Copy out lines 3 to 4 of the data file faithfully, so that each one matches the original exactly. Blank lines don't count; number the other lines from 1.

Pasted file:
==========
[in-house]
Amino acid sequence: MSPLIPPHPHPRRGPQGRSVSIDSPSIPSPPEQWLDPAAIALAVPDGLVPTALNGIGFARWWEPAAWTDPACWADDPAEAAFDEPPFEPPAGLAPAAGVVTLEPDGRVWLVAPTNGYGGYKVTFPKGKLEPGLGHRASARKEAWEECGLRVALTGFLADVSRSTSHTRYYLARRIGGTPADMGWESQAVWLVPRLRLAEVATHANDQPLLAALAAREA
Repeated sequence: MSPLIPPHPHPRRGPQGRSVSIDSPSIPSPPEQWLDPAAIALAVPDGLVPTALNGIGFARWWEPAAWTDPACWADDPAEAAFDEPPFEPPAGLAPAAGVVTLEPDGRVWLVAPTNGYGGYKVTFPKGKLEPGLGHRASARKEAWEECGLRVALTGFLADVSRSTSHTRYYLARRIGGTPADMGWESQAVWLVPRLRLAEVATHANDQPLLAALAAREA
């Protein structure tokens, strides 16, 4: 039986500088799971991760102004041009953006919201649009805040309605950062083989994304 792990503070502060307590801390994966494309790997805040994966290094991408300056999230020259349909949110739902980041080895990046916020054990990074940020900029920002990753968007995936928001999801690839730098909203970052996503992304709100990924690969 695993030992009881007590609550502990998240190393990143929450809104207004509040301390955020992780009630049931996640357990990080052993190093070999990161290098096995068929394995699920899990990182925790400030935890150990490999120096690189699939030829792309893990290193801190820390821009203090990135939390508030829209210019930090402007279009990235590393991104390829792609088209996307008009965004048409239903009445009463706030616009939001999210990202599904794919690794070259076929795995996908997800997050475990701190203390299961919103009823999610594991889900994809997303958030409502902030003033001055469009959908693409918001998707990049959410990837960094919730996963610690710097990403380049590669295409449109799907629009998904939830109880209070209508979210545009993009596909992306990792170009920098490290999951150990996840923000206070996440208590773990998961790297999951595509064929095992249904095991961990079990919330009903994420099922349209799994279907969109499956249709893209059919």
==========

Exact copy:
Repeated sequence: MSPLIPPHPHPRRGPQGRSVSIDSPSIPSPPEQWLDPAAIALAVPDGLVPTALNGIGFARWWEPAAWTDPACWADDPAEAAFDEPPFEPPAGLAPAAGVVTLEPDGRVWLVAPTNGYGGYKVTFPKGKLEPGLGHRASARKEAWEECGLRVALTGFLADVSRSTSHTRYYLARRIGGTPADMGWESQAVWLVPRLRLAEVATHANDQPLLAALAAREA
């Protein structure tokens, strides 16, 4: 039986500088799971991760102004041009953006919201649009805040309605950062083989994304 792990503070502060307590801390994966494309790997805040994966290094991408300056999230020259349909949110739902980041080895990046916020054990990074940020900029920002990753968007995936928001999801690839730098909203970052996503992304709100990924690969 695993030992009881007590609550502990998240190393990143929450809104207004509040301390955020992780009630049931996640357990990080052993190093070999990161290098096995068929394995699920899990990182925790400030935890150990490999120096690189699939030829792309893990290193801190820390821009203090990135939390508030829209210019930090402007279009990235590393991104390829792609088209996307008009965004048409239903009445009463706030616009939001999210990202599904794919690794070259076929795995996908997800997050475990701190203390299961919103009823999610594991889900994809997303958030409502902030003033001055469009959908693409918001998707990049959410990837960094919730996963610690710097990403380049590669295409449109799907629009998904939830109880209070209508979210545009993009596909992306990792170009920098490290999951150990996840923000206070996440208590773990998961790297999951595509064929095992249904095991961990079990919330009903994420099922349209799994279907969109499956249709893209059919």